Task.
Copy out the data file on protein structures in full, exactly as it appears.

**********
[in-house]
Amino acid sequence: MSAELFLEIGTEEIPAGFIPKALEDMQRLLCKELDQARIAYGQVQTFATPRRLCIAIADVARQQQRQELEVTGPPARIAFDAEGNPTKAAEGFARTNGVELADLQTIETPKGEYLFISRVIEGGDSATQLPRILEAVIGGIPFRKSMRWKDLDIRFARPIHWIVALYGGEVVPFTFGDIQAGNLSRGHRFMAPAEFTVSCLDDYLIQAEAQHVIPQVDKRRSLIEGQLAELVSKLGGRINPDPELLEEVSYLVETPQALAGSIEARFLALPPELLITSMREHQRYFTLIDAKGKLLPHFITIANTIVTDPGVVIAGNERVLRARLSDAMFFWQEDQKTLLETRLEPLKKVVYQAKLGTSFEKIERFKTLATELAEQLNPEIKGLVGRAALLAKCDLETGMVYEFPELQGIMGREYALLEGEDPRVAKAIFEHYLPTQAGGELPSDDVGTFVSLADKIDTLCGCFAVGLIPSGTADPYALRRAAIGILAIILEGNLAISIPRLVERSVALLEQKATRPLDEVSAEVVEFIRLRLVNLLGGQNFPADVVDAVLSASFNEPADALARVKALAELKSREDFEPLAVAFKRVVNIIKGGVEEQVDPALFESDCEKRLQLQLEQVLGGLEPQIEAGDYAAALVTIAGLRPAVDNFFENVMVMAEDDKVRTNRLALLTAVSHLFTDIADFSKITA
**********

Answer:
[in-house]
Amino acid sequence: MSAELFLEIGTEEIPAGFIPKALEDMQRLLCKELDQARIAYGQVQTFATPRRLCIAIADVARQQQRQELEVTGPPARIAFDAEGNPTKAAEGFARTNGVELADLQTIETPKGEYLFISRVIEGGDSATQLPRILEAVIGGIPFRKSMRWKDLDIRFARPIHWIVALYGGEVVPFTFGDIQAGNLSRGHRFMAPAEFTVSCLDDYLIQAEAQHVIPQVDKRRSLIEGQLAELVSKLGGRINPDPELLEEVSYLVETPQALAGSIEARFLALPPELLITSMREHQRYFTLIDAKGKLLPHFITIANTIVTDPGVVIAGNERVLRARLSDAMFFWQEDQKTLLETRLEPLKKVVYQAKLGTSFEKIERFKTLATELAEQLNPEIKGLVGRAALLAKCDLETGMVYEFPELQGIMGREYALLEGEDPRVAKAIFEHYLPTQAGGELPSDDVGTFVSLADKIDTLCGCFAVGLIPSGTADPYALRRAAIGILAIILEGNLAISIPRLVERSVALLEQKATRPLDEVSAEVVEFIRLRLVNLLGGQNFPADVVDAVLSASFNEPADALARVKALAELKSREDFEPLAVAFKRVVNIIKGGVEEQVDPALFESDCEKRLQLQLEQVLGGLEPQIEAGDYAAALVTIAGLRPAVDNFFENVMVMAEDDKVRTNRLALLTAVSHLFTDIADFSKITA